May 31, 2012 at 11:37 am |
  3. HappyMadison

    He's quoting the Old Testament – which also says that all divorced women and non-virgins should be beaten to death with stones. Should we start enforcing that too? Usually when that comes up, you get the phrase, "But now we're under a new covenant!" Make up your mind.

    May 31, 2012 at 11:27 am |
    • MarkinFL

      Don't forget about wearing clothes with mixed fiber or eating shellfish!! Which is more proof of the modern moral decay.

      May 31, 2012 at 11:29 am |
    • DocMonster 8404

      Nice one. It also says that all seed bearing plants are good/holy. Why isn't marijuana legal?

      May 31, 2012 at 11:38 am |
  4. Chris Rock

    How did the gay gene escape the process of evolution? It would seem if evolution was about the survival of the fittest, we wouldn't have any gay genes.

    May 31, 2012 at 11:26 am |
    • HappyMadison

      But notice that Charles Worley claimed that if all gays and lesbians were killed, than there would be no more gays. So he's promoting evolution and the fact that these people were born gay. Never mind the fact that a gay persons parents are often straight.

      May 31, 2012 at 11:29 am |
    • we need a biologist here

      Evolution is about those best able to reproduce. Since gays can't reproduce, the "gay gene" must not be inherited directly from gay parents.

      May 31, 2012 at 11:30 am |
    • MarkinFL

      At least for a few minutes......

      May 31, 2012 at 11:30 am |
    • Fetchez le vache!

      By that idiotic "logic", there would be no worker bees either.

      May 31, 2012 at 11:31 am |
    • Barn

      You clearly have very little understanding of how genetics works.

      Your inability to grasp how a genetic trait might not actually be beneficial or might survive through recessive inheritance does not mean that it could not. Only that your education in the field of study is limited and incomplete.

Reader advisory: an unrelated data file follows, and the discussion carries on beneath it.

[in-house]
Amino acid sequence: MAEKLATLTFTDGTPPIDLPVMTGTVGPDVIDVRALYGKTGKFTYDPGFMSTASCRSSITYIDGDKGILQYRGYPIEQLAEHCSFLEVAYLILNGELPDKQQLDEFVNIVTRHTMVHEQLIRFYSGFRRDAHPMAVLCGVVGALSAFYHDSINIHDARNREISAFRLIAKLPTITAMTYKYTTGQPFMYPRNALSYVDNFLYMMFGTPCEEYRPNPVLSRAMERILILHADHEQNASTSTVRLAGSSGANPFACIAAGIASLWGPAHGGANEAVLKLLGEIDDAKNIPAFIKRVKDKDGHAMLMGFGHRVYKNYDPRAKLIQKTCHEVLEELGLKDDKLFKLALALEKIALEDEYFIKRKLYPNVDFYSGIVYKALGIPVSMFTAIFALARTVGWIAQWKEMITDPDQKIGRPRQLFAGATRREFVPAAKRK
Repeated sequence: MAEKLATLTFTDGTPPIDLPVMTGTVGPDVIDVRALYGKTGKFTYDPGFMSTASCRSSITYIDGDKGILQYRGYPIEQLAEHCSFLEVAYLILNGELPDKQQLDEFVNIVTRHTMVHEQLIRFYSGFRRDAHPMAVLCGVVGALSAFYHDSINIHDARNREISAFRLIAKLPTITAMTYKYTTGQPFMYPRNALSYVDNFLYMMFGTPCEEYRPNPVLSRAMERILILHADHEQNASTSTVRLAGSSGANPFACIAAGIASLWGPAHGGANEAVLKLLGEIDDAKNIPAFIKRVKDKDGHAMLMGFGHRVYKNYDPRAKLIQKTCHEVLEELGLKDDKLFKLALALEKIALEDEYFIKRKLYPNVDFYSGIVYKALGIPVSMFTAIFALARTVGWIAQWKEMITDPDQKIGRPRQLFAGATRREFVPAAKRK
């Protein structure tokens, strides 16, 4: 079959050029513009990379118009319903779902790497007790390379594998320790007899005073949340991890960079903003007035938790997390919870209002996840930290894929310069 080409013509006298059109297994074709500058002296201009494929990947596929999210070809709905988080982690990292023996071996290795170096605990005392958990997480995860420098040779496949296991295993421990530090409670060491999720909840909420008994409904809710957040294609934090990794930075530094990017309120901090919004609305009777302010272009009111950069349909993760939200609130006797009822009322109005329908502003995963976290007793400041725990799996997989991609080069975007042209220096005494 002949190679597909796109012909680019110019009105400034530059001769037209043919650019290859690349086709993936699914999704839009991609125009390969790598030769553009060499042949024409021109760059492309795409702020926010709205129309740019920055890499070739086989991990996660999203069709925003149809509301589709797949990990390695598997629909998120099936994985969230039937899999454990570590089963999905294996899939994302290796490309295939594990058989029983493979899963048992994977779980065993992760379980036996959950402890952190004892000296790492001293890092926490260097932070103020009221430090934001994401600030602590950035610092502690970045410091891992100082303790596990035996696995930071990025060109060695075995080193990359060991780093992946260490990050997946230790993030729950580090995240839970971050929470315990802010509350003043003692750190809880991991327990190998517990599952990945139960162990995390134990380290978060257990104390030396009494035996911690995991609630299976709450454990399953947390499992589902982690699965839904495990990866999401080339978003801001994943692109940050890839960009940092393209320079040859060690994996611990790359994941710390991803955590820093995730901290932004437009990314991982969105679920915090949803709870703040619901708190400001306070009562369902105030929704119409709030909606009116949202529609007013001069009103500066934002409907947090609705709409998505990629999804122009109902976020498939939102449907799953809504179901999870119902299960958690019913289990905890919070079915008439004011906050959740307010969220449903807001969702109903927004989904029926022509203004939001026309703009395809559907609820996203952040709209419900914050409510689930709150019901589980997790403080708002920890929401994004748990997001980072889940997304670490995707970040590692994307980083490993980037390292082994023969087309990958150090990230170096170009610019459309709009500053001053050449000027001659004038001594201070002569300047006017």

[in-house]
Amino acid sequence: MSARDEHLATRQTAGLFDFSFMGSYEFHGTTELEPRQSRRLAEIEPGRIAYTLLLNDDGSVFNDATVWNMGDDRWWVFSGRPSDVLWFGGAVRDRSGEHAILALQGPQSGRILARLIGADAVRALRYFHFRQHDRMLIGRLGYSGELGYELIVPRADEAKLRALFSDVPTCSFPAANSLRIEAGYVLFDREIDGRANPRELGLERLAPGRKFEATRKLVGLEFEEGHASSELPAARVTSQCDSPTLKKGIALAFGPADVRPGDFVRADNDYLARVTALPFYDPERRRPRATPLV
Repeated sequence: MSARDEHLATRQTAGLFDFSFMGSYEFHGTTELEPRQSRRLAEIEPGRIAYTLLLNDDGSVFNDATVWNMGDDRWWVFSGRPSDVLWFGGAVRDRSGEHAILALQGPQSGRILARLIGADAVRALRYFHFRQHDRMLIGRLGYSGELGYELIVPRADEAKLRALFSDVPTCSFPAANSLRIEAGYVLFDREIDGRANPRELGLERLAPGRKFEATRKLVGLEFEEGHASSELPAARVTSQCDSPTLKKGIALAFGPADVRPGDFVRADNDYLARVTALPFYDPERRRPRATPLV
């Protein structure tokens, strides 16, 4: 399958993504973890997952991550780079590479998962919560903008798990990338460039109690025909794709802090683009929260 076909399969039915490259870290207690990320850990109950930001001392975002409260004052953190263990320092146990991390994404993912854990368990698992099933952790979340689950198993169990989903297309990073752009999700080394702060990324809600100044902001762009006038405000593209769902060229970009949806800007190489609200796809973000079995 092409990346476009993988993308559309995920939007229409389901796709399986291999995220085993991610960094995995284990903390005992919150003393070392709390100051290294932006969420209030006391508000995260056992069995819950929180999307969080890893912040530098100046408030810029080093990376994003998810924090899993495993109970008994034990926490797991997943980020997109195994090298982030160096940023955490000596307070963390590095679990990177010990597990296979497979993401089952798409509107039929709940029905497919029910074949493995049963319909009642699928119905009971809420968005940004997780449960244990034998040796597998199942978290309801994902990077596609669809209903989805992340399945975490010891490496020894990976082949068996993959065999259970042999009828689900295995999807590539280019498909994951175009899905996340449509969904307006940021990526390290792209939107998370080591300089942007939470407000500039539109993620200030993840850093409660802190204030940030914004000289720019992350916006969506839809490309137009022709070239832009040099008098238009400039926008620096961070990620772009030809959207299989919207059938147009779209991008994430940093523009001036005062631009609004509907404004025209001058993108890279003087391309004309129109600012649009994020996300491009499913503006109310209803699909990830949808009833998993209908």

May 31, 2012 at 11:35 am |
    • DocMonster 8404

      Because you great great great great great grandfather got drunk and f***ed a monkey.

      May 31, 2012 at 11:40 am |
    • Barn

      @we need a biologist": "Since gays can't reproduce, the "gay gene" must not be inherited directly from gay parents."

      The simple answer would be recessive genes. Recessive genes can be carried for generations before expressing so it would be no great trick for a family with recessive genes to have a gay child every few generations.

      Another hypothesis is that hom ose xuality may be an epigenetic trait triggered in the womb. We do know that every subsequent male child a woman has has a higher statistical likelihood of being gay. The idea is that each pregnancy floods the womb with higher levels of hormones than the previous pregnancies and that boys flooded with estrogen in utero may be more likely to be gay. In that light, it may be nature's own attempt at rewarding reproduction while helping to limit overpopulation. Not saying I agree, but it is a perfectly valid idea on how epigenetics could perpetuate hom ose xuality and not "breed it out" of the population as it were.

      May 31, 2012 at 12:29 pm |
  5. Montello

    Ignorance and hatred – the two poster children of organized religion.

    May 31, 2012 at 11:26 am |
  6. Merry Prankster

    Give him some time and a little rope.....he will hang himself.

    May 31, 2012 at 11:26 am |
  7. Mary S

    It's interesting to me how many of these pastors want to strictly interpret the bible only when it serves their own agenda. You can't preach that you have to follow exactly what the bible says in one verse but not preach that other verses should be followed as closely. I'm not going to quote the exact verses, but I'm sure everyone knows which ones I mean; killing someone wearing clothing made of two different materials, killing anyone who violates the sabbath, and so on and so forth.